Ils sont artiste, cheffe étoilée, designer ou apiculteur, pilote automobile ou créatrice de mode. Leur point commun ? Ces personnalités glamour ou au cœur de la vie culturelle, économique et sociale régionale sont les moteurs de l’actualité azuréenne. Découvrez sans filtre le témoignage de leur parcours, leurs rêves, leurs ambitions et leurs projets à venir.

March 2024

Two women, two departments, one territory: Provence

Our neo-Provençals come to a rich region and contribute to its development. Dominique Santoni, President of the Vaucluse department, and Martine Vassal, President of the Bouches-du-Rhône department, told us about it.

by Benjamin Perles

Between economic development and cultural enrichment, what matters most in the contribution of neo-Provençals to your department?

Dominique Santoni: Both matter, obviously. Vaucluse benefits from a very rich and diversified economic fabric, encompassing various sectors such as industry, agriculture, agri-food, culture, and audiovisual.

Martine Vassal: Bouches-du-Rhône has always been a strong commercial hub with a strategic position in Europe and openness to the Mediterranean. Newcomers who settle here do so in an economic context that offers them opportunities. Every year, our economic development agency Provence Promotion helps 70 to 80 companies move in.

So it’s both: but above all, these newcomers settle by choice. They are attracted by our identity, culture, and way of life. Many become more Provençal than the Provençals themselves (laughter). Our identity is not diluted by the newcomers; it is strengthened.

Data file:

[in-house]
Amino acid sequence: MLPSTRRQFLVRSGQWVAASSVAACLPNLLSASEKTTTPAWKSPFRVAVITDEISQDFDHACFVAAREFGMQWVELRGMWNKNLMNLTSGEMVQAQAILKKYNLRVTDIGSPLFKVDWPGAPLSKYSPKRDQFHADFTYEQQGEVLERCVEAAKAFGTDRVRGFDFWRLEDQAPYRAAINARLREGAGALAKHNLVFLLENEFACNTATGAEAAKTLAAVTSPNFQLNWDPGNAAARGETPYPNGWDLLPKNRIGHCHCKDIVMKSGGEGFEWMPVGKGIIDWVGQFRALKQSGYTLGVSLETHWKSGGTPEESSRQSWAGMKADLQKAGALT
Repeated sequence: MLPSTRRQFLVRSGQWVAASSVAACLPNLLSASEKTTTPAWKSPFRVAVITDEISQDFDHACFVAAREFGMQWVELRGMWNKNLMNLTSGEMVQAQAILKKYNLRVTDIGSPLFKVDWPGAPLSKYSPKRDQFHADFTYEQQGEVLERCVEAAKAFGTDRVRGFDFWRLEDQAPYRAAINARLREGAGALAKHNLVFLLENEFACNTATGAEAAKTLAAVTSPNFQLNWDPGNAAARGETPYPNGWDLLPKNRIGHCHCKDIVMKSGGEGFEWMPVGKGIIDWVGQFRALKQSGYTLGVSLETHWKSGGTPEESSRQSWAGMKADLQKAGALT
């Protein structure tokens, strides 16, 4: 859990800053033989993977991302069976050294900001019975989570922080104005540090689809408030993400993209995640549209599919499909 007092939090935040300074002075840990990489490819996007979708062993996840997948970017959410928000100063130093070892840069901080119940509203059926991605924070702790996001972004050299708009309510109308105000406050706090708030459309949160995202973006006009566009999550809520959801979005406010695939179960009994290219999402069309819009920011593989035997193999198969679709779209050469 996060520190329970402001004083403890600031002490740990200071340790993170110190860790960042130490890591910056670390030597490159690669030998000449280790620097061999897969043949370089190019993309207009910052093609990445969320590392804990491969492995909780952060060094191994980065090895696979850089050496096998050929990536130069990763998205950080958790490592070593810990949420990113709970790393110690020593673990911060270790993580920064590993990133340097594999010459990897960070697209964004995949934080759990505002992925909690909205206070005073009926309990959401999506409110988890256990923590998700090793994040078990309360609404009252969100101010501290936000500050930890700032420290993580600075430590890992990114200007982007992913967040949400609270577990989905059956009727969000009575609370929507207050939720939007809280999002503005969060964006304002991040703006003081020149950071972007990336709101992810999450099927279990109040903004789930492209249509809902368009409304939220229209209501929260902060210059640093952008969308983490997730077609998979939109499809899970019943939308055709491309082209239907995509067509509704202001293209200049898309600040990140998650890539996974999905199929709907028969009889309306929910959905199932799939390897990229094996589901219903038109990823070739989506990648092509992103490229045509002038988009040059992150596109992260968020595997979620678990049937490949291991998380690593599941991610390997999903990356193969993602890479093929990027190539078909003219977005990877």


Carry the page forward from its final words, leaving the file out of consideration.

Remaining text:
Can you provide some examples that illustrate the opportunities brought by these neo-Provençals, whether entrepreneurs, investors, innovators, or artists?

M.V.: Bouches-du-Rhône is the birthplace of success stories like Thomas Kerjean, CEO of Mailinblack, who has grown his cybersecurity company in Marseille from startup to scale-up. In the cultural realm, Mara and Paddy McKillen have transformed a vineyard into a world-renowned contemporary art center. And who would have imagined seeing Indian engineers playing cricket on the streets of Marseille? They are from the IT giant Infosys.

D.S.: Vaucluse not only attracts these newcomers, it integrates them. They bring dynamism to the region. Like Alex Berger, producer of the series Le Bureau des Légendes, and others who are helping us develop an ecosystem around cinema and audiovisuals. Creating conditions to welcome film shoots generates significant economic benefits for Vaucluse. Besides newcomers, there are those who return because the region is ripe for business and credible in the natural products sector. .Fanny Rolet, founder of biocontrol company Antofénol, is an example.


How does your community encourage and support this dynamic of new arrivals?

D.S.: I have made attracting people to Vaucluse the main theme of my mandate. The goal is to create wealth, growth, and employment in Vaucluse, attracting entrepreneurs and investors who want to establish their activities here. We are creating infrastructure to develop every part of the department, like the département healthcare network where eight salaried doctors already practice. With our agency Vaucluse Provence Attractiveness, our strategy is bearing fruit. Over the past three years, sixty companies have settled in Vaucluse, creating over 1250 additional jobs.